The second and last prior edition of this book was published in 1992, seemingly a lifetime ago within the field of geriatric mental health research, and perhaps truly a lifetime ago for some readers. Over the 28 year span leading to the current version, the field of mental health and aging has experienced an unprecedented level of change and growth. The fundamental taxonomy of many mental health disorders has been questioned, adjusted, and redefined. The detection of biomarkers has taken a center stage in health care, and the conceptualization of mental health research within multidimensional constructs is a radical departure from dichotomous-based classification models for psychiatric disorders. Neuroimaging techniques have grown at an unprecedented rate. For example, the first publications on the technique of blood oxygen level-dependent imaging, vital in functional MRI, were released while the last edition of this book was in press. The role of mental health in whole-body well-being has gained traction, particularly as it applies to aging. The complex interplay of psychiatric symptoms, cognition, daily functioning, and aging is increasingly appreciated in medical care. Increasing thoughtfulness toward the importance of cultural competence, recognition of the impact of ethnic discrimination on mental health, and the integration of person-centered language into the lexicon of patient care are all relatively new, yet sorely needed changes within mental health care. The goal of the present chapter is to briefly synthesize the current state of the field and discuss the critical issues facing researchers and clinicians providing care to older adults.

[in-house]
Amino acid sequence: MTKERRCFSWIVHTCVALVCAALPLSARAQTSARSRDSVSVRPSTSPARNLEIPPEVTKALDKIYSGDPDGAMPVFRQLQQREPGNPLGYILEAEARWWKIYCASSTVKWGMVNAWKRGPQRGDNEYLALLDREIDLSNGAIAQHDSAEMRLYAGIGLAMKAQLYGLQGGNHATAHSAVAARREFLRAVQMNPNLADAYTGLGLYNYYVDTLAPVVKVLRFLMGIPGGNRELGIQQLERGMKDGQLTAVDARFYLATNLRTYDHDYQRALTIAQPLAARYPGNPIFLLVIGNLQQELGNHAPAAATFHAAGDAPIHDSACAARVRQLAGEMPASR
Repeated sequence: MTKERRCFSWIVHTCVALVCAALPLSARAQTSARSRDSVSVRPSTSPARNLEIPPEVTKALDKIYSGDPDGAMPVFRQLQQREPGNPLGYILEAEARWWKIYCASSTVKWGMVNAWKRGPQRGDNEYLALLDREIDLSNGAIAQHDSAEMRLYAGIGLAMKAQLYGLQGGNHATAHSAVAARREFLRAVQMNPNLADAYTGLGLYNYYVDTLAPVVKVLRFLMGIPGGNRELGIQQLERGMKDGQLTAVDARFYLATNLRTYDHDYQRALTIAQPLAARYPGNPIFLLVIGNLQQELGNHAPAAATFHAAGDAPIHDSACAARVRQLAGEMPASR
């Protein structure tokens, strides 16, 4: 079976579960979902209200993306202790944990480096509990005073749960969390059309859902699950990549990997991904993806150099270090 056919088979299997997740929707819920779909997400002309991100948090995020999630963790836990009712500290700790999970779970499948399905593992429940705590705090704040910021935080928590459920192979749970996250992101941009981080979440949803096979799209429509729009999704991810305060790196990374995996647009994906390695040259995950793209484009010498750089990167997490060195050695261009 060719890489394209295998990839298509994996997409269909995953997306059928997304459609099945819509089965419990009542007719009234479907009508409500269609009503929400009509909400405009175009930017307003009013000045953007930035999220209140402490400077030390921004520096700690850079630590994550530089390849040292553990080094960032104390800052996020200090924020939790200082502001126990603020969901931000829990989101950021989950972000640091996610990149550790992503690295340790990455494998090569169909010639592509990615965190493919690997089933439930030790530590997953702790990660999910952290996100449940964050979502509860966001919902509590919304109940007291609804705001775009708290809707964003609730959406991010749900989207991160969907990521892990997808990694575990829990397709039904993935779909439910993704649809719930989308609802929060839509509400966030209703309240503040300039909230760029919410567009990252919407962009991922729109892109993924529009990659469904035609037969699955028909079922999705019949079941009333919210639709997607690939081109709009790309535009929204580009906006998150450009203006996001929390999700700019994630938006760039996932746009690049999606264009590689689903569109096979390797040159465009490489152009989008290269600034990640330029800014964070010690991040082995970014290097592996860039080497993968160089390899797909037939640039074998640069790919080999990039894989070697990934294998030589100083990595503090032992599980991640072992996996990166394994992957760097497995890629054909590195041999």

|Original language||English (US)|
|Title of host publication||Handbook of Mental Health and Aging|
|Number of pages||5|
|State||Published - Jan 1 2020|
- Mental health
ASJC Scopus subject areas